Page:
Physical Therapy for Knee Pain: What to Expect

The human knee is a hinge joint that connects the shin (tibia) to the thigh bone (femur), with the kneecap (patella) at the front of the joint. The knee contains four ligaments and two shock absorbers known as menisci. Knee pain can be caused by many factors including strain, injury, and repetitive stress, though occasionally no specific cause can be found.

The human knee is a hinge joint that connects the shin (tibia) to the thigh bone (femur), with the kneecap (patella) at the front of the joint. The knee contains four ligaments and two shock absorbers known as menisci. Knee pain can be caused by many factors including strain, injury, and repetitive stress, though occasionally no specific cause can be found.

Knee pain can cause functional problems including difficulty standing, walking, and climbing stairs. Fortunately, physical therapy can help. Here is what to expect.Physical Therapy for Knee Pain

Types of Knee Pain

Although knee pain may have many different causes and different structures can be involved, all knee pain can be typed. Knowing what type you have can assist us with proper diagnosis and treatment.

Acute knee pain is generally very painful. It occurs immediately after injury or trauma to the knee and generally lasts for about a week. Rest is critical during this time to allow your knee to heal.

Subacute knee pain starts around seven days after the initial incident and lasts for up to six weeks. During this phase, it is important to gently and carefully use the knee to regain mobility and functionality.

If knee pain lasts for more than six weeks, it is considered chronic. It might happen after a trauma or injury, it could be the result of a medical condition such as arthritis, or it could have no discernible cause at all. Chronic knee pain requires careful evaluation to determine the best treatment approach.

Diagnosing the Involved Structures

Exactly where you knee pain is located can help us diagnose which structures are involved.

Pain at the front of the knee generally indicates trouble with either the kneecap or its connecting tendon. A common diagnosis is patellofemoral stress syndrome (PFSS). You will likely have trouble with anything that requires extreme knee movements such as kneeling, jumping, or climbing stairs.

Pain on the inside of the knee typically involves the medial meniscus and/or the medial collateral ligament. These structures are often injured by twisting the body weight over the knee with the foot planted on the ground. Wear and tear, as well as arthritis, can cause chronic pain in this region.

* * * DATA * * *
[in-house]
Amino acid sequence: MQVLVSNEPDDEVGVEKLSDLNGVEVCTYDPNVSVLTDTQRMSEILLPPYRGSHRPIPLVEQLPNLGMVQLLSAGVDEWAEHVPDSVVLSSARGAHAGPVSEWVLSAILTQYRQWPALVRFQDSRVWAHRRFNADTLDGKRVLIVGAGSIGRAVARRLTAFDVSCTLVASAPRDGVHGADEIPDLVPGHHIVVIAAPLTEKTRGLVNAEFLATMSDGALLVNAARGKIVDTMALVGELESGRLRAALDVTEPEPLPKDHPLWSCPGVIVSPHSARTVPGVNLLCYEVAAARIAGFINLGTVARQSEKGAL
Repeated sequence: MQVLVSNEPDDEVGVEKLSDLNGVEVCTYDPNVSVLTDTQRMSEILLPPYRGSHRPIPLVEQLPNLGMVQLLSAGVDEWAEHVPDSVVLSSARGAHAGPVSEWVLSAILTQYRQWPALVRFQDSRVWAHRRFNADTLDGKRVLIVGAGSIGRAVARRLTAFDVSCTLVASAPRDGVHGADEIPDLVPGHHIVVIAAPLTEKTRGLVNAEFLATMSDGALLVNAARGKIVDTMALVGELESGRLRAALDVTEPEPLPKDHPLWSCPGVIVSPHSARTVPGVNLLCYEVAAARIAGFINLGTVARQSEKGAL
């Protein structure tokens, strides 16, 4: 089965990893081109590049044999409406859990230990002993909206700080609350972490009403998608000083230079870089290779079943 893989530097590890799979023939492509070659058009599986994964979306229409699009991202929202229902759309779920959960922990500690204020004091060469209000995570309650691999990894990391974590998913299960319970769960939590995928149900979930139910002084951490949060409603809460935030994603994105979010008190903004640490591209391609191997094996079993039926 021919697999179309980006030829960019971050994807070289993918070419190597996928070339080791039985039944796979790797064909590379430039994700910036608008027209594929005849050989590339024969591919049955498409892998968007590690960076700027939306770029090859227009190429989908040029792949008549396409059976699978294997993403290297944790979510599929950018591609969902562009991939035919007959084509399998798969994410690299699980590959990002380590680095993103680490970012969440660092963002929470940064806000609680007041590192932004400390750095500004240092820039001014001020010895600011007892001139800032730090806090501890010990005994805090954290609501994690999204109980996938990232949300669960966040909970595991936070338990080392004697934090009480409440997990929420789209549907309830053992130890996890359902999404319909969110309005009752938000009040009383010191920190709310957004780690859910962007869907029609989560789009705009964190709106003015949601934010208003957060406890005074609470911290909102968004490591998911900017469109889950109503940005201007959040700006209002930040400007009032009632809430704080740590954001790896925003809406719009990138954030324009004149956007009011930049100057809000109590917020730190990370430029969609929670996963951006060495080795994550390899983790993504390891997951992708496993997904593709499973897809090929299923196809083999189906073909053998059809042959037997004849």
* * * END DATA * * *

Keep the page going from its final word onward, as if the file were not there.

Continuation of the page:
Pain on the outside of the knee could involve a ligament injury or a tendon strain. Or, if your pain has a burning quality, it might be due to the iliotibial band (ITB). This thick piece of tissue, which runs from the front of the knee to the outside of the hip, can slip out of place or become inflamed.

Pain at the back of the knee normally involves the hamstring. If you have pain when fully bending your knee, though, you might have a Baker’s cyst, in which the knee joint swells into the space behind it.

Treating Acute Knee Pain

Acute knee pain that is not severe and is not associated with a break does not necessarily need either medical treatment or physical therapy immediately. Try the RICE principle: Rest, Ice, Compression, and Elevation. Stay off your feet for a few days while you ice and elevate your knee, wrapping a brace around it if desired. After a week, start using your leg, but avoid extended walking or intense workouts until it heals.

If you pain lasts for three weeks or more despite using RICE, see your doctor or physical therapist right away. Of course, if you have severe pain or there is any possibility of a broken bone, seek emergency help immediately.

What to Expect from Physical Therapy

At your first visit, we will conduct a thorough evaluation. We will ask you detailed questions about your knee pain, including what aggravates it or relieves it. We will also ask about any past medical history that could be related to your current pain. We will then perform a clinical assessment of your knee, which could include the following:

Gait assessment: This is simply a close look at how you walk. Small changes in the way your knee moves during walking could tell us what the issue is.

Range of motion: This is your ability to bend and straighten your knee. We may take measurements rather than relying solely on what we see.

Manual examination: Your physical therapist might place his or her hands on your knee to check for trigger points and structural abnormalities.

Strength testing: If we suspect that your muscles are contributing to your knee pain, we might test their strength.

Swelling measurements: If you have visible swelling in your knee, we will likely measure exactly how much is present.

Depending on what we find, we may also perform a few other tests. At the conclusion of this appointment, we will provide a diagnosis and develop your treatment plan. Each treatment plan is custom crafted, so it is difficult to predict exactly what yours will be. In general, though, your therapy will consist of in-office and at-home exercises designed to strengthen your knee and improve its mobility, perhaps in tandem with manual therapy and/or such treatments as heat or ice.

Ready to Get Started?

If you are ready to start your physical therapy journey with a team you can trust, contact Raritan Physical Therapy at (732) 662-4400 to schedule your appointment.

By | 2018-09-14T14:43:05+00:00 September 14th, 2018|physical therapy for knee pain|

Leave A Comment